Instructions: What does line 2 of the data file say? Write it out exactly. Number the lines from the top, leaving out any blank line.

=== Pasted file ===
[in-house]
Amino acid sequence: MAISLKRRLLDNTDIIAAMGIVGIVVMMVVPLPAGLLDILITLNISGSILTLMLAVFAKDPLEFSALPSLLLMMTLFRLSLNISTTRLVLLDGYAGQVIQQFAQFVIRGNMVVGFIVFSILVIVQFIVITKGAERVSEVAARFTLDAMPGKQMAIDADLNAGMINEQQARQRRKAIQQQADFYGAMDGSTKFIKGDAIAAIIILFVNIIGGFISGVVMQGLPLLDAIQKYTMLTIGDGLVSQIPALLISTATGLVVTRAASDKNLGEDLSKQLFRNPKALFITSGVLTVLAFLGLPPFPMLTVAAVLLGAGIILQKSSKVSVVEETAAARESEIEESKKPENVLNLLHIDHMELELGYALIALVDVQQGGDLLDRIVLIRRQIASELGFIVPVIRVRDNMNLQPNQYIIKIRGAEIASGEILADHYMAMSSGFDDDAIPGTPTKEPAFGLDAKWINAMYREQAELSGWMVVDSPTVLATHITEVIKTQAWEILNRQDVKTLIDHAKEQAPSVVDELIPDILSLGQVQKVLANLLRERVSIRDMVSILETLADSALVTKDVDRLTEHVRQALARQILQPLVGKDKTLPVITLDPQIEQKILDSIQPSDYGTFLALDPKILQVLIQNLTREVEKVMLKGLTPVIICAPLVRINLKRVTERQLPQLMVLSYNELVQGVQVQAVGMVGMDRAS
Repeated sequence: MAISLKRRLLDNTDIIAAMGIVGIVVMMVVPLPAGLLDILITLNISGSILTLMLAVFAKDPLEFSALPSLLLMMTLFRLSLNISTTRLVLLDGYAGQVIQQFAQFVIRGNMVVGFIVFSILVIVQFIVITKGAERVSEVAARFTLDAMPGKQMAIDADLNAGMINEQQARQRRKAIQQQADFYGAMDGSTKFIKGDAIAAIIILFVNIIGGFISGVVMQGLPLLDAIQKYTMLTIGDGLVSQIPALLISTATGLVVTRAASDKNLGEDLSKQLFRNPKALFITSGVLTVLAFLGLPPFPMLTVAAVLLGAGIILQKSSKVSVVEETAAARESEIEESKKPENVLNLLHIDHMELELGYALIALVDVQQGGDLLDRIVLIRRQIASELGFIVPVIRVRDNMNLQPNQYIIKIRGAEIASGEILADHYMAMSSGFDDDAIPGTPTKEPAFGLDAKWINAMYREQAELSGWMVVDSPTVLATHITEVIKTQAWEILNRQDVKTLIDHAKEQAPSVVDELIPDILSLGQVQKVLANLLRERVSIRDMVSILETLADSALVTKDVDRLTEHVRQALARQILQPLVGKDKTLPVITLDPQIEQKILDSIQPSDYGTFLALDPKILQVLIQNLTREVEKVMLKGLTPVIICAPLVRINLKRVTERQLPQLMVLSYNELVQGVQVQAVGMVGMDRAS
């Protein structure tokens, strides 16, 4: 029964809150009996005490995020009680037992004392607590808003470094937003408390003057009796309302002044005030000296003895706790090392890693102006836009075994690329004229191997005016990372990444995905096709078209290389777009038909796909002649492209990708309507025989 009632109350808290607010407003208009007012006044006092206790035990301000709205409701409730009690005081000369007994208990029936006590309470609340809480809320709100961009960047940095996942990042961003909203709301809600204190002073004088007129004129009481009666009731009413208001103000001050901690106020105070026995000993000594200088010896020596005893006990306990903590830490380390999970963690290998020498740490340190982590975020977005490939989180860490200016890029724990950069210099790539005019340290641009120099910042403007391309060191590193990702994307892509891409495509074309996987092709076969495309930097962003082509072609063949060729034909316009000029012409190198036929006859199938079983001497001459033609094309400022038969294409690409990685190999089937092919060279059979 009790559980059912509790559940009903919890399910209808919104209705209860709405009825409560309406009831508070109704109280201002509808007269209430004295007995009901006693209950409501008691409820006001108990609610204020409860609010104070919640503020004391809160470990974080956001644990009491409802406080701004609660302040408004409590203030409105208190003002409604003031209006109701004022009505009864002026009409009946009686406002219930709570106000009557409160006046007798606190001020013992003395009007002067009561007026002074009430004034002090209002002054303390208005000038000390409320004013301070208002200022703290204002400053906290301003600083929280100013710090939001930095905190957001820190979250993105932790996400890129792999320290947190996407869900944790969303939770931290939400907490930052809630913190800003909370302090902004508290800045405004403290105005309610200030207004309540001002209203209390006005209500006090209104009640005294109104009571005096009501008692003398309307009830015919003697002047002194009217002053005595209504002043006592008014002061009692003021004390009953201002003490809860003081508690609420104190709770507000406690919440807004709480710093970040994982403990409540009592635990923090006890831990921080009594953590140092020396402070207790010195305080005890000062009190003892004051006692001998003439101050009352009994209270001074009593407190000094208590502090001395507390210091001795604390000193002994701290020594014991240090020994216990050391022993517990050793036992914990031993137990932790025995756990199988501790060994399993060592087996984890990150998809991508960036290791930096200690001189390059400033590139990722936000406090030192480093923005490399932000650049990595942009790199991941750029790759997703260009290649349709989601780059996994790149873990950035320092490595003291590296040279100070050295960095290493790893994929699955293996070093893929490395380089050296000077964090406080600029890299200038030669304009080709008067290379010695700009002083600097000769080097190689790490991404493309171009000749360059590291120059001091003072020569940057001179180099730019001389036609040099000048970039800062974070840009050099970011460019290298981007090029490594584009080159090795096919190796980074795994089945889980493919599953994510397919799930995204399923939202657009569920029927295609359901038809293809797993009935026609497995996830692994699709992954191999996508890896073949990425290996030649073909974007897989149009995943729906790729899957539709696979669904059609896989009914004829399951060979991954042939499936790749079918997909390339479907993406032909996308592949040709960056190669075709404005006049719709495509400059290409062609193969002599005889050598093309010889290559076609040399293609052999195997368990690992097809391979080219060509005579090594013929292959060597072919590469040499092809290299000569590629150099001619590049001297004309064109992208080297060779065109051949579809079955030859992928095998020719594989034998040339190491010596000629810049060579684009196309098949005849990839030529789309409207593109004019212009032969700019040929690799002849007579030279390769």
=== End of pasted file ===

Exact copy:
Amino acid sequence: MAISLKRRLLDNTDIIAAMGIVGIVVMMVVPLPAGLLDILITLNISGSILTLMLAVFAKDPLEFSALPSLLLMMTLFRLSLNISTTRLVLLDGYAGQVIQQFAQFVIRGNMVVGFIVFSILVIVQFIVITKGAERVSEVAARFTLDAMPGKQMAIDADLNAGMINEQQARQRRKAIQQQADFYGAMDGSTKFIKGDAIAAIIILFVNIIGGFISGVVMQGLPLLDAIQKYTMLTIGDGLVSQIPALLISTATGLVVTRAASDKNLGEDLSKQLFRNPKALFITSGVLTVLAFLGLPPFPMLTVAAVLLGAGIILQKSSKVSVVEETAAARESEIEESKKPENVLNLLHIDHMELELGYALIALVDVQQGGDLLDRIVLIRRQIASELGFIVPVIRVRDNMNLQPNQYIIKIRGAEIASGEILADHYMAMSSGFDDDAIPGTPTKEPAFGLDAKWINAMYREQAELSGWMVVDSPTVLATHITEVIKTQAWEILNRQDVKTLIDHAKEQAPSVVDELIPDILSLGQVQKVLANLLRERVSIRDMVSILETLADSALVTKDVDRLTEHVRQALARQILQPLVGKDKTLPVITLDPQIEQKILDSIQPSDYGTFLALDPKILQVLIQNLTREVEKVMLKGLTPVIICAPLVRINLKRVTERQLPQLMVLSYNELVQGVQVQAVGMVGMDRAS